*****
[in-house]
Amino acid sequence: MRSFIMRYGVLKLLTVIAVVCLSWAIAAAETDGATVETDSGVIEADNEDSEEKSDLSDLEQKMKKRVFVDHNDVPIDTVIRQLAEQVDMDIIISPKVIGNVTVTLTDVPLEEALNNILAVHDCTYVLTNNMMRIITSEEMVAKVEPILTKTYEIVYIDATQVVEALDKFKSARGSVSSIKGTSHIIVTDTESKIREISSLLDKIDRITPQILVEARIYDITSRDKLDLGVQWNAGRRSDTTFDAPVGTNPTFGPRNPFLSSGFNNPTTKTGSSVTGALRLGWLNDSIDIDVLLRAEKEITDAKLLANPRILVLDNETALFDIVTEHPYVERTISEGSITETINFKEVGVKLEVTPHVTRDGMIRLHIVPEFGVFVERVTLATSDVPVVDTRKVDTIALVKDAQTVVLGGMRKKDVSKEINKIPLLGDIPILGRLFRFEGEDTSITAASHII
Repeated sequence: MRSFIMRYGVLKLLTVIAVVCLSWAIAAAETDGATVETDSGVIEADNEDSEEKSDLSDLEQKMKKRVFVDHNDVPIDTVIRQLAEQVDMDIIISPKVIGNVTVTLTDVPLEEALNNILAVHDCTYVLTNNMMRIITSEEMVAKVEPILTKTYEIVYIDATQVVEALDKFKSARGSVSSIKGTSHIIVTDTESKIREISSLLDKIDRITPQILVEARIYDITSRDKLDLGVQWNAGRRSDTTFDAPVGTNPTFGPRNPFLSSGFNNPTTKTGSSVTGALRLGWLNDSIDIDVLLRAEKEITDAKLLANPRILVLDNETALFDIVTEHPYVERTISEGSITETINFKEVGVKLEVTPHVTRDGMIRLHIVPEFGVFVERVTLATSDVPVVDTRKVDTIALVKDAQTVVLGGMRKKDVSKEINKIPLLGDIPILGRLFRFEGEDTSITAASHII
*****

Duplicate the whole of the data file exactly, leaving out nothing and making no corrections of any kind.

[in-house]
Amino acid sequence: MRSFIMRYGVLKLLTVIAVVCLSWAIAAAETDGATVETDSGVIEADNEDSEEKSDLSDLEQKMKKRVFVDHNDVPIDTVIRQLAEQVDMDIIISPKVIGNVTVTLTDVPLEEALNNILAVHDCTYVLTNNMMRIITSEEMVAKVEPILTKTYEIVYIDATQVVEALDKFKSARGSVSSIKGTSHIIVTDTESKIREISSLLDKIDRITPQILVEARIYDITSRDKLDLGVQWNAGRRSDTTFDAPVGTNPTFGPRNPFLSSGFNNPTTKTGSSVTGALRLGWLNDSIDIDVLLRAEKEITDAKLLANPRILVLDNETALFDIVTEHPYVERTISEGSITETINFKEVGVKLEVTPHVTRDGMIRLHIVPEFGVFVERVTLATSDVPVVDTRKVDTIALVKDAQTVVLGGMRKKDVSKEINKIPLLGDIPILGRLFRFEGEDTSITAASHII
Repeated sequence: MRSFIMRYGVLKLLTVIAVVCLSWAIAAAETDGATVETDSGVIEADNEDSEEKSDLSDLEQKMKKRVFVDHNDVPIDTVIRQLAEQVDMDIIISPKVIGNVTVTLTDVPLEEALNNILAVHDCTYVLTNNMMRIITSEEMVAKVEPILTKTYEIVYIDATQVVEALDKFKSARGSVSSIKGTSHIIVTDTESKIREISSLLDKIDRITPQILVEARIYDITSRDKLDLGVQWNAGRRSDTTFDAPVGTNPTFGPRNPFLSSGFNNPTTKTGSSVTGALRLGWLNDSIDIDVLLRAEKEITDAKLLANPRILVLDNETALFDIVTEHPYVERTISEGSITETINFKEVGVKLEVTPHVTRDGMIRLHIVPEFGVFVERVTLATSDVPVVDTRKVDTIALVKDAQTVVLGGMRKKDVSKEINKIPLLGDIPILGRLFRFEGEDTSITAASHII